Americans are putting more on credit cards as inflation drives up costs, Fed data shows



Americans are using their credit cards more and taking out fewer mortgages as they need to borrow more to cover the rising cost of basic necessities and rates rise.

A customer inserts a credit card into the Square Inc. device while making a payment in San Francisco. Bloomberg photo by David Paul Morris

A record 537 million credit card accounts were opened in the first quarter, a jump of 31 million from a year ago, according to the Federal Reserve Bank of New York’s quarterly debt and credit report. Household. Meanwhile, mortgage lending totaled $859 billion in the first three months of 2022, the lowest in nearly two years.

While mortgages are still by far the largest component of household debt at 71%, the data shows how consumers are relying more on credit cards as decades-high inflation increases the cost of everything from food and gas at accommodation. And now that the Fed is tightening policy and mortgage rates are at their highest since 2009, Americans are refinancing them and car debt a lot less.

The data reflects a stark contrast to 2021, when Americans capitalized on some of the lowest interest rates on record to refinance debt at historic highs. Now that the Fed has hiked rates to their highest since 2000 and signaled it will continue to do so in the coming months, debt service costs are also rising.

Economists have warned that higher interest payments could push some types of debt, especially student borrowers, into delinquency from historic lows. According to the New York Fed, interest payments are starting to rise for almost all types of debt, including credit card mortgages, auto loans and home equity lines of credit. There was also a slight increase in the number of foreclosures in the first quarter.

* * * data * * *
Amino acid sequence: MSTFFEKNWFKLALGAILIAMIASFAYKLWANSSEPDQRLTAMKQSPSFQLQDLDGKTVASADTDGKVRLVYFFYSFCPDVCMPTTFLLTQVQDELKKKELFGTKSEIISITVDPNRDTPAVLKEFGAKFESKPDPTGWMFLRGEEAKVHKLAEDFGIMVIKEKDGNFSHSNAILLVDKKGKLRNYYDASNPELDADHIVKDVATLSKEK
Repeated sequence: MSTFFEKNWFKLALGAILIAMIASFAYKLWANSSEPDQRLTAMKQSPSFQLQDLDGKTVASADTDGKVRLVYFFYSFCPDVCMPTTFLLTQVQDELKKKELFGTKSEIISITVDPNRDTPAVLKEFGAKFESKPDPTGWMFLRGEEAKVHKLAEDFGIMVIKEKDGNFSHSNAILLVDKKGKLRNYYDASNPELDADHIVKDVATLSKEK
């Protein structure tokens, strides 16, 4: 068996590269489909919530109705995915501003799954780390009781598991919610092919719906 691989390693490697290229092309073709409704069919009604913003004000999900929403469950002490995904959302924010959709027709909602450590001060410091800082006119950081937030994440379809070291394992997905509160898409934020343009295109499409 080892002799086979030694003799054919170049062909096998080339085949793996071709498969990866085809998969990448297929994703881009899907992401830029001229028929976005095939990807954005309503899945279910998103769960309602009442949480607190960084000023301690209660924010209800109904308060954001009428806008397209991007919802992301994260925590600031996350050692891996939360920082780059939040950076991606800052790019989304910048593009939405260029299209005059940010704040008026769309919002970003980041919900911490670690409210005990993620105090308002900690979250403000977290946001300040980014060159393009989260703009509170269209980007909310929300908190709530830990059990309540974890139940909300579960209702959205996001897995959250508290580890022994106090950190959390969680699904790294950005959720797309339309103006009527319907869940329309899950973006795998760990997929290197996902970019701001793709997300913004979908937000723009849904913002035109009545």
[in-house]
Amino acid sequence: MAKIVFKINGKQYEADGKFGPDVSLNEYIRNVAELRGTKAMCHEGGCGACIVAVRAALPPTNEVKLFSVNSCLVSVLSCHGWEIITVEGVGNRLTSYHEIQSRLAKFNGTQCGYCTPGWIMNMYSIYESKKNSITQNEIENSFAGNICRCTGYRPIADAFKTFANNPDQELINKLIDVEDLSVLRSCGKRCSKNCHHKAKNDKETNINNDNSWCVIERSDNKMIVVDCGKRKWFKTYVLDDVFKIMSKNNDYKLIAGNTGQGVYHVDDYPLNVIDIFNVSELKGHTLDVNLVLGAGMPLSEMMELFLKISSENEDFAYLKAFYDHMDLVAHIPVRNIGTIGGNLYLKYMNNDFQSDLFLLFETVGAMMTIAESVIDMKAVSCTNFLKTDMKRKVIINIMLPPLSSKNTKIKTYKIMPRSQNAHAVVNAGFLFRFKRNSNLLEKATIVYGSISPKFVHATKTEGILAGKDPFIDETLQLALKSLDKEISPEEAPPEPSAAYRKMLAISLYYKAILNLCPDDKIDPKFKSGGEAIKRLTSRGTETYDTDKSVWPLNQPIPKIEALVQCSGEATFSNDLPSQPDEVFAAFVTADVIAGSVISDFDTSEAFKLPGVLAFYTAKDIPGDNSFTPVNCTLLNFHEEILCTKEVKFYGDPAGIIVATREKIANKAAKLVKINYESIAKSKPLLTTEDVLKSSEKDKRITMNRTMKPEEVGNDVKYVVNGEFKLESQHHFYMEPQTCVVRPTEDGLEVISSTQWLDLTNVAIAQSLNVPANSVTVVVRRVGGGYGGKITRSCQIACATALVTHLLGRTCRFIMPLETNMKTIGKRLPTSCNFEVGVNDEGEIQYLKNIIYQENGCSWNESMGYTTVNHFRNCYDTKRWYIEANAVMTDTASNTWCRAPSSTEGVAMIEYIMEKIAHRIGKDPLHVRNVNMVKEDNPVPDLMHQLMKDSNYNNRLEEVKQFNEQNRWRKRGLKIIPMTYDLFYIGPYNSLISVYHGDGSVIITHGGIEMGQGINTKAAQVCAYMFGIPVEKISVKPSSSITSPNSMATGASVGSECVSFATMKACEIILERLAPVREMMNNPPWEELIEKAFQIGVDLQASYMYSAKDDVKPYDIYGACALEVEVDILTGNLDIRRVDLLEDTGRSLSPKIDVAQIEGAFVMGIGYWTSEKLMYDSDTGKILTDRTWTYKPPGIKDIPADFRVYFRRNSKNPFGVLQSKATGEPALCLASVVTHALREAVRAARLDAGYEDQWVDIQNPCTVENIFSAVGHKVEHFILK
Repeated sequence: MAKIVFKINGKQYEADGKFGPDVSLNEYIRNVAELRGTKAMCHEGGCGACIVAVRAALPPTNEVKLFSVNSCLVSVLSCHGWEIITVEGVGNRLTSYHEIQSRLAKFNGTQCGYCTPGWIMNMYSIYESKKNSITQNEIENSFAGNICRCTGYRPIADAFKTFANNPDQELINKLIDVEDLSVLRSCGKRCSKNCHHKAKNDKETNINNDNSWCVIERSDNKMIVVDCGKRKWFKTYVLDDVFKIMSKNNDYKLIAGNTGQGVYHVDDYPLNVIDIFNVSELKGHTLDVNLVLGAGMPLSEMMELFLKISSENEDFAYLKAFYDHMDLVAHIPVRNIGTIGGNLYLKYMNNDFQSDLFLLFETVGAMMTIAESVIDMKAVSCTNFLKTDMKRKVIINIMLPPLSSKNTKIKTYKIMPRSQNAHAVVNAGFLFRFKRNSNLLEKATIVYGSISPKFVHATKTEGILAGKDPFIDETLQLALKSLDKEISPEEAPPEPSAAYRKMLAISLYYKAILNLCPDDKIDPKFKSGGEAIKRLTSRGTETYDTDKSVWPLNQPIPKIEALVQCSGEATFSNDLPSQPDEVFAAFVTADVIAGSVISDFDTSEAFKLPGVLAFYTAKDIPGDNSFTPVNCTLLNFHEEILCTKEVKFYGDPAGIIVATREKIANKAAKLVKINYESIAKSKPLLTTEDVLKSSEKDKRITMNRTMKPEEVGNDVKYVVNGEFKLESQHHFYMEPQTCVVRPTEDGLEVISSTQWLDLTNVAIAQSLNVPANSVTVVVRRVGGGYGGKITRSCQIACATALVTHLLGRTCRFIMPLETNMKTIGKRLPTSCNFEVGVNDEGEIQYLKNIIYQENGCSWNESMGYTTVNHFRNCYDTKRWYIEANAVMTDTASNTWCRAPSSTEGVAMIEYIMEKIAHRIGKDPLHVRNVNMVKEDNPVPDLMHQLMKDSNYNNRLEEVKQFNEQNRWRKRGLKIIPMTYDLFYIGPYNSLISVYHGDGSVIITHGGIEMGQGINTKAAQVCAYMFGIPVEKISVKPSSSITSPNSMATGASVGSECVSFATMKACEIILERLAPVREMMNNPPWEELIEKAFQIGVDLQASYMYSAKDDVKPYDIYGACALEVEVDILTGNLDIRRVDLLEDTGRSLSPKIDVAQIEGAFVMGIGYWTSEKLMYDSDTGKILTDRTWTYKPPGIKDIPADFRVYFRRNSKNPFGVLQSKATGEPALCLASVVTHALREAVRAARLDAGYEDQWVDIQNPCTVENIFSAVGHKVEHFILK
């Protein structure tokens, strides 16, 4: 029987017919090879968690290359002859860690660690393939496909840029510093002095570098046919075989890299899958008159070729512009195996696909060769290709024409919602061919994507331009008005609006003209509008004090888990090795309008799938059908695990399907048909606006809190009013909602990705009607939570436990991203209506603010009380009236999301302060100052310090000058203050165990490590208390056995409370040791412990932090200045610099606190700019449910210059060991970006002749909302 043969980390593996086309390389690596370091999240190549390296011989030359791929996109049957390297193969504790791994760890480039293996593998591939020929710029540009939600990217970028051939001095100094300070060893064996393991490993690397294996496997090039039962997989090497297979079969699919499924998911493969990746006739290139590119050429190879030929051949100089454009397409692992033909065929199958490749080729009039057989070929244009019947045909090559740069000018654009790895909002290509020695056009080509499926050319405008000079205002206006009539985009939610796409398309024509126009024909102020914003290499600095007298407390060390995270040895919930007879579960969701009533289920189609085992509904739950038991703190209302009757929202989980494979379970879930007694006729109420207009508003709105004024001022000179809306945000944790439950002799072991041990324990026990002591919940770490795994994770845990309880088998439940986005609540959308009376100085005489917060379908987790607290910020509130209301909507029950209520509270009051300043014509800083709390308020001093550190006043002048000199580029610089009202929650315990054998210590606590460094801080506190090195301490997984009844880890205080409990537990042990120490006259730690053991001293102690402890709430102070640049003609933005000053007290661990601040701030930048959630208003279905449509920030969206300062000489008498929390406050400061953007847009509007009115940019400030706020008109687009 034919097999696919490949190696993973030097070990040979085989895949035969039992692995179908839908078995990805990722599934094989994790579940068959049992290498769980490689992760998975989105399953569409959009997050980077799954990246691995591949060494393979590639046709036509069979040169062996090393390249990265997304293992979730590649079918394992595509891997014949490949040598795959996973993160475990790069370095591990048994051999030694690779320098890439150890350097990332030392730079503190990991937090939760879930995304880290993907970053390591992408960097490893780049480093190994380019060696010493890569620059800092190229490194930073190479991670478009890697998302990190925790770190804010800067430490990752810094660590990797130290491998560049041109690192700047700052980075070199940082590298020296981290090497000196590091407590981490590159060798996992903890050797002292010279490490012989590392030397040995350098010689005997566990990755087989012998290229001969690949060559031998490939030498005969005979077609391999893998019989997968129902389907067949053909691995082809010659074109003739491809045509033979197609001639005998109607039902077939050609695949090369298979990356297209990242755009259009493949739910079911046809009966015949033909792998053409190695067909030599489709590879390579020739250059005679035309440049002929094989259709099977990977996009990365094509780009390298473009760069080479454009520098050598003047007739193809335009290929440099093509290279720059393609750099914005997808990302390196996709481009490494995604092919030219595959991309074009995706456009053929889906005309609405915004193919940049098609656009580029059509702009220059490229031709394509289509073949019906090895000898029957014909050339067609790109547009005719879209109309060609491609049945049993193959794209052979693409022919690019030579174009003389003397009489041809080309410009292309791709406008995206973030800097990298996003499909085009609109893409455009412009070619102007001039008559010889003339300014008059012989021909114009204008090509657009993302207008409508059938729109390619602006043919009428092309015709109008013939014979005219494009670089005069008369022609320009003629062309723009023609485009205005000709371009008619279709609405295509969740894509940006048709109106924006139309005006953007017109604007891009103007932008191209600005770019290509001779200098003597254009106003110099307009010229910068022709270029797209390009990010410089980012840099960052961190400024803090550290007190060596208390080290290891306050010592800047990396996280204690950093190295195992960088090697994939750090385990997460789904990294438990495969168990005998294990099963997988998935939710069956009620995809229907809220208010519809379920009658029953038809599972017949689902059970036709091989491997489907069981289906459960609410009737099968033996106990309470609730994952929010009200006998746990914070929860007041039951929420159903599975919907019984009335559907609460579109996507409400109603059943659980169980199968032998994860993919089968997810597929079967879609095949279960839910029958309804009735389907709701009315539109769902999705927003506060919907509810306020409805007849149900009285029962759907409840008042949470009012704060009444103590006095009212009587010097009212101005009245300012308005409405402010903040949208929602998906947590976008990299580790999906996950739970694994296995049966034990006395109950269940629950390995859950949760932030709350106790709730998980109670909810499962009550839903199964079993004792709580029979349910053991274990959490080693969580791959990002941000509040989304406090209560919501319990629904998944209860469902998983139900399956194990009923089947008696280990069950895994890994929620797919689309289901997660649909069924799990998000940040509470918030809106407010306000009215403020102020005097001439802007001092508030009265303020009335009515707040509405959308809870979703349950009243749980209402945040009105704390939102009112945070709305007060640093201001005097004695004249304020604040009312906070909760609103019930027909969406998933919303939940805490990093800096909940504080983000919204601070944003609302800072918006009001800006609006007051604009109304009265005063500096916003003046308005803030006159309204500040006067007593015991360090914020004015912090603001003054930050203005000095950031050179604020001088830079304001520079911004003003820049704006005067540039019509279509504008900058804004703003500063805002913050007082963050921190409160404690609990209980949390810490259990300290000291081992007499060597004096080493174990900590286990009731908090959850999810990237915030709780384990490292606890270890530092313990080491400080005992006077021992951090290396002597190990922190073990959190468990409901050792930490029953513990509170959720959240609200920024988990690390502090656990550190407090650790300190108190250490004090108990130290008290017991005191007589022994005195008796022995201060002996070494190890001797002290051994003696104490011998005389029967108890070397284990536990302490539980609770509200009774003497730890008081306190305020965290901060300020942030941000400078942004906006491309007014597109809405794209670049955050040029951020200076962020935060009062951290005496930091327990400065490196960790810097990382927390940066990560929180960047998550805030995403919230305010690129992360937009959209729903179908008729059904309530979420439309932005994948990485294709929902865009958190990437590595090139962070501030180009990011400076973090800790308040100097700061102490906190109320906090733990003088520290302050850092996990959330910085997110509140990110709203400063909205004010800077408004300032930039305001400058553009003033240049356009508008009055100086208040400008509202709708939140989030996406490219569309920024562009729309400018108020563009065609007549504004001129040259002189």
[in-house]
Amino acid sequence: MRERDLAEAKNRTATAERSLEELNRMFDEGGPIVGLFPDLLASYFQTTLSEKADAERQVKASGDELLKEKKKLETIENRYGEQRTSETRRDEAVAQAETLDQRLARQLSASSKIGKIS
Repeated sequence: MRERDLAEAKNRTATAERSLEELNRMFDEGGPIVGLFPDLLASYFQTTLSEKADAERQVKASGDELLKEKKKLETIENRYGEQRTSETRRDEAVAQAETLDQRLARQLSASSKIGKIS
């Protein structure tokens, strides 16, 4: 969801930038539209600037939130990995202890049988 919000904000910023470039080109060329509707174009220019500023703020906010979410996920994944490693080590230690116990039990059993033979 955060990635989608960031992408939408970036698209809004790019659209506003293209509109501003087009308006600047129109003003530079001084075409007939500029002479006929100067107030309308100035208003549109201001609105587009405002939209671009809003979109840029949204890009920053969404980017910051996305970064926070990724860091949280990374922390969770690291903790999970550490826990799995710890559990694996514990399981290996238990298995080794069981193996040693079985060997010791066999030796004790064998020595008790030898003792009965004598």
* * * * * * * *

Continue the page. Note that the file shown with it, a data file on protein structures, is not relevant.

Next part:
A separate report last week showed that consumer borrowing in the United States rose in March by the highest level on record, as credit card balances swelled and non-revolving credit surged, highlighting the combined impact of strong spending and rising prices. That’s a good sign since spending is the biggest contributor to the economy, but it could be worrying if Americans can’t keep up with their payments.

Mortgages boomed during the pandemic when rates were low, but have fallen in recent weeks as rates rose. The 30-year mortgage rate as measured by Freddie Mac now stands at 5.27%, the highest since 2009.

“Unlike the housing boom of 2003-2006, mortgage debt has grown much more slowly than home values,” Andrew Haughwout, director of the New York Fed’s research and statistics group, said in a blog post. separate.

Haughwout also noted that loans today are granted to borrowers with higher credit ratings, reflecting still high lending standards following the 2008 financial crisis. More than two-thirds of newly created mortgage debt in the last quarter were for borrowers with a credit score above 760, while only 2% were for subprime borrowers. This compares to an average of 12% in the years leading up to the Great Recession.

Autos were the third-largest category of debt after mortgages and student loans, thanks to a rise in prices that prompted buyers to borrow more. This can create a longer-term financial burden for households struggling with large loan repayments, even if used-vehicle prices begin to decline after their peaks.

As used car prices fall, new borrowers in particular are at risk in that they may owe more on their cars than the vehicles are worth.

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